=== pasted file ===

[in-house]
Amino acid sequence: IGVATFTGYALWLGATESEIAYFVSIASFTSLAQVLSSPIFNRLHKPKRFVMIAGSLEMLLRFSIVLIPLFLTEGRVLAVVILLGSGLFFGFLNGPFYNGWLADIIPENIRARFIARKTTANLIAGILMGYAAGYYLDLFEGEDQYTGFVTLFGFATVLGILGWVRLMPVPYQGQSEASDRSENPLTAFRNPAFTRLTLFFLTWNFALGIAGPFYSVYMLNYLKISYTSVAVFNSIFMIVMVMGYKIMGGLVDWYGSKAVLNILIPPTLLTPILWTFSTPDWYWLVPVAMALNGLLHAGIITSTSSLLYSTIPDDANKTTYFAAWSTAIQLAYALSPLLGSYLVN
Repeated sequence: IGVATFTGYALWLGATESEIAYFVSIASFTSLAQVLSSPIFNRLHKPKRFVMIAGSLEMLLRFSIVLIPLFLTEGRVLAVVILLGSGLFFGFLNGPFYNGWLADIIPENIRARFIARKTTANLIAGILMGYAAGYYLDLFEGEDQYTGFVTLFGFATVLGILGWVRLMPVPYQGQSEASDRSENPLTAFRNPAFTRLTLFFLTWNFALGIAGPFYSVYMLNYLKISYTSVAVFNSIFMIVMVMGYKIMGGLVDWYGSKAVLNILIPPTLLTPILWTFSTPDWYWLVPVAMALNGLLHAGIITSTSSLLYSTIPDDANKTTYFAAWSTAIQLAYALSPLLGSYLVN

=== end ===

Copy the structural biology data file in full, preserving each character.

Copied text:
[in-house]
Amino acid sequence: IGVATFTGYALWLGATESEIAYFVSIASFTSLAQVLSSPIFNRLHKPKRFVMIAGSLEMLLRFSIVLIPLFLTEGRVLAVVILLGSGLFFGFLNGPFYNGWLADIIPENIRARFIARKTTANLIAGILMGYAAGYYLDLFEGEDQYTGFVTLFGFATVLGILGWVRLMPVPYQGQSEASDRSENPLTAFRNPAFTRLTLFFLTWNFALGIAGPFYSVYMLNYLKISYTSVAVFNSIFMIVMVMGYKIMGGLVDWYGSKAVLNILIPPTLLTPILWTFSTPDWYWLVPVAMALNGLLHAGIITSTSSLLYSTIPDDANKTTYFAAWSTAIQLAYALSPLLGSYLVN
Repeated sequence: IGVATFTGYALWLGATESEIAYFVSIASFTSLAQVLSSPIFNRLHKPKRFVMIAGSLEMLLRFSIVLIPLFLTEGRVLAVVILLGSGLFFGFLNGPFYNGWLADIIPENIRARFIARKTTANLIAGILMGYAAGYYLDLFEGEDQYTGFVTLFGFATVLGILGWVRLMPVPYQGQSEASDRSENPLTAFRNPAFTRLTLFFLTWNFALGIAGPFYSVYMLNYLKISYTSVAVFNSIFMIVMVMGYKIMGGLVDWYGSKAVLNILIPPTLLTPILWTFSTPDWYWLVPVAMALNGLLHAGIITSTSSLLYSTIPDDANKTTYFAAWSTAIQLAYALSPLLGSYLVN